In the end, a movie like Avengers: Endgame increasingly is the exception as our entertainment culture becomes more and more fractionalized. Consumers have ever-expanding choices from a wider array of creators than ever before in the history of mankind. The entertainment business is becoming increasingly entrepreneurial, innovative and competitive. There, of course, will be big businesses that appeal to large audiences, but there increasingly are smaller creative ventures that find market niches, and wind up thriving as well.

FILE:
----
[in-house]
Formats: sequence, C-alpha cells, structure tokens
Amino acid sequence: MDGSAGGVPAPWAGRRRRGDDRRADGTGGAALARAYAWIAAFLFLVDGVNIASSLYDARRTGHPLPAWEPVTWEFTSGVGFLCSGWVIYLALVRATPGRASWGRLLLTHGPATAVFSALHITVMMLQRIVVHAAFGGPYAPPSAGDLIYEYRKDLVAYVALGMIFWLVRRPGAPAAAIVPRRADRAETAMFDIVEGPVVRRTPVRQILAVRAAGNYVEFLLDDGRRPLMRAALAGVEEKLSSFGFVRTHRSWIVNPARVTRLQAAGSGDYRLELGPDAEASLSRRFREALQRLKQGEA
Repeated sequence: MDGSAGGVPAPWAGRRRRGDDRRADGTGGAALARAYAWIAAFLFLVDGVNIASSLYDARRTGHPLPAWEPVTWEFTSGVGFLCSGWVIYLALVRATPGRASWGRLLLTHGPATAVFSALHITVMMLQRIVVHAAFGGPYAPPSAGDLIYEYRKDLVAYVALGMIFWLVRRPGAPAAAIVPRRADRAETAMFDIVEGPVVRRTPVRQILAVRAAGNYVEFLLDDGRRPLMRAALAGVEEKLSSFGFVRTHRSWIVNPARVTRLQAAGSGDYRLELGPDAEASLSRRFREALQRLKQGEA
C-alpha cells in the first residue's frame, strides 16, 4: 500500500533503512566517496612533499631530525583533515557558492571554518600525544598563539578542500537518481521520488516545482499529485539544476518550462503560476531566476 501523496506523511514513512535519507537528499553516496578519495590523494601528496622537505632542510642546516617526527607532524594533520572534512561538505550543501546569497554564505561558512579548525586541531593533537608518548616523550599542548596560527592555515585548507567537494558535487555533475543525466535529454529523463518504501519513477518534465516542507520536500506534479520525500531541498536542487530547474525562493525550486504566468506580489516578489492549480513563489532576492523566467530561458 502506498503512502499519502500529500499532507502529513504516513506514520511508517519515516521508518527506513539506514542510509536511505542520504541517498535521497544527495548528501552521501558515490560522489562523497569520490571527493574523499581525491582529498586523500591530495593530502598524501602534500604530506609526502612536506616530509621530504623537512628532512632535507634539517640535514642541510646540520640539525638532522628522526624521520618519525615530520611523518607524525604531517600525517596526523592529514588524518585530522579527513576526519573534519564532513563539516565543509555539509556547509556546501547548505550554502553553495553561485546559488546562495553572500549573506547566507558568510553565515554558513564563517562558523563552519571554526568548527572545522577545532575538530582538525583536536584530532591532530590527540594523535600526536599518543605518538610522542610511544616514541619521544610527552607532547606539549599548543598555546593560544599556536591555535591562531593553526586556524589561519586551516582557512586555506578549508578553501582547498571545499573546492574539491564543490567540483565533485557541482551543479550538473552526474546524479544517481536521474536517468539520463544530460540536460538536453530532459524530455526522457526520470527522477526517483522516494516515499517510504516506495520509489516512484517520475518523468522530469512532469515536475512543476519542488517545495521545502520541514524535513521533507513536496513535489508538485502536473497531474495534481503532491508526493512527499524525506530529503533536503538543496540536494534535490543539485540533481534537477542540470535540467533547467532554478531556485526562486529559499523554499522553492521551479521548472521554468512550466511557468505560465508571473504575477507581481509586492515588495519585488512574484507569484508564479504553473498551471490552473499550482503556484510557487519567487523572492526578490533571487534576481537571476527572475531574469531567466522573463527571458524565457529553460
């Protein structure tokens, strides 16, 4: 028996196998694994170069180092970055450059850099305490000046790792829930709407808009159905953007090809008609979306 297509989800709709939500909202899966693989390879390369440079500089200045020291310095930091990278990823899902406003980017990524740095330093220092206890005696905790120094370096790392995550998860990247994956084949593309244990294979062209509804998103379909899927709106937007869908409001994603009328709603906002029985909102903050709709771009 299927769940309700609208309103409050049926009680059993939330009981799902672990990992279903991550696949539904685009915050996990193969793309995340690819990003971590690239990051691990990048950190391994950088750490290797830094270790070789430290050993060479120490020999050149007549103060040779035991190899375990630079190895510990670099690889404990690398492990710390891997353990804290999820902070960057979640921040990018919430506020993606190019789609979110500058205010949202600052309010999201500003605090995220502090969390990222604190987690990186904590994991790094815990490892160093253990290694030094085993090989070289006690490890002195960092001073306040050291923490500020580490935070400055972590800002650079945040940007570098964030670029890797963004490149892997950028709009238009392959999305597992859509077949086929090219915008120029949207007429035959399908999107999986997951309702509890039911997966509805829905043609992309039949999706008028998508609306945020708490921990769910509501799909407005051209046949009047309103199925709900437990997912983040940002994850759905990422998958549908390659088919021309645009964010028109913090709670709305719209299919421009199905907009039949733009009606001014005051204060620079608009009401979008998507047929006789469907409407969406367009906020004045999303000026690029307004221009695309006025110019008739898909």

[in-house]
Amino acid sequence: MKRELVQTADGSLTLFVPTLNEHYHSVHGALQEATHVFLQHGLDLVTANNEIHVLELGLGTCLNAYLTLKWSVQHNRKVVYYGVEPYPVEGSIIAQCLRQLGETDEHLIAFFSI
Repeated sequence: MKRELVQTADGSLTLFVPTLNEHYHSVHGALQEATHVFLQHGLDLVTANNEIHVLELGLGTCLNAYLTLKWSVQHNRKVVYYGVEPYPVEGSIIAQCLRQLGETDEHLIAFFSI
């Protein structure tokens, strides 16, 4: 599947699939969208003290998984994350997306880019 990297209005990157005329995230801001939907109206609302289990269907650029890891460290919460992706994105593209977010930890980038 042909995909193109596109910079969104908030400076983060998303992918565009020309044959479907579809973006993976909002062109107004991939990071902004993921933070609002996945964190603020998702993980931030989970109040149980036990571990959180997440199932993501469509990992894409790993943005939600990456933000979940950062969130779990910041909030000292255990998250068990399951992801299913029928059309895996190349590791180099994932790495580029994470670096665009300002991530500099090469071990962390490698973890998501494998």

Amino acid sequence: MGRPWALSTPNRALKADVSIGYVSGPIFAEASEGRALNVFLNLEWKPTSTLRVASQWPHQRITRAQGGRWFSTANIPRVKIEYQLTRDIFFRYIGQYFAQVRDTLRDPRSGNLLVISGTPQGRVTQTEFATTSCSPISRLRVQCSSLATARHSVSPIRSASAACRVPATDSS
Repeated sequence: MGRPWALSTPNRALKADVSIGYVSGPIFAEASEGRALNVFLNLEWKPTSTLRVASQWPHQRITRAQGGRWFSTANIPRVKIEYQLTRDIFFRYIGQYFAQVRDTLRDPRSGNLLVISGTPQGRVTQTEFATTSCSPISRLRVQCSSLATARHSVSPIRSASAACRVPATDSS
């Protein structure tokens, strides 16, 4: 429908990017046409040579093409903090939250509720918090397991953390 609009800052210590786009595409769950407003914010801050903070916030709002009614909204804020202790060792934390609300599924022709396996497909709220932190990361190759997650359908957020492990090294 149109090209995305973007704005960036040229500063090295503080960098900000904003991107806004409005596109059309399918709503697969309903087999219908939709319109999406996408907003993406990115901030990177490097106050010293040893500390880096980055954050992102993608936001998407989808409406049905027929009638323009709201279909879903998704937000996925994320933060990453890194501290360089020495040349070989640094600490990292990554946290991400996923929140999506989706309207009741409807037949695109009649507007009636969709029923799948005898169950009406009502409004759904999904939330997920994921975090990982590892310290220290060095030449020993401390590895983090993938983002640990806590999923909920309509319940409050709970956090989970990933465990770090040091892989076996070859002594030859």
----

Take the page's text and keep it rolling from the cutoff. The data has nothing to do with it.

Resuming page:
Thankfully, there is no Thanos controlling the entertainment business. Instead, the entertainment business is being reshaped and transformed by innovation, creativity and entrepreneurship. I think Captain America, for example, would appreciate this economic reality.
Ray Keating is the editor, publisher and economist for DisneyBizJournal.com, and author of the Pastor Stephen Grant novels. He can be contacted at firstname.lastname@example.org.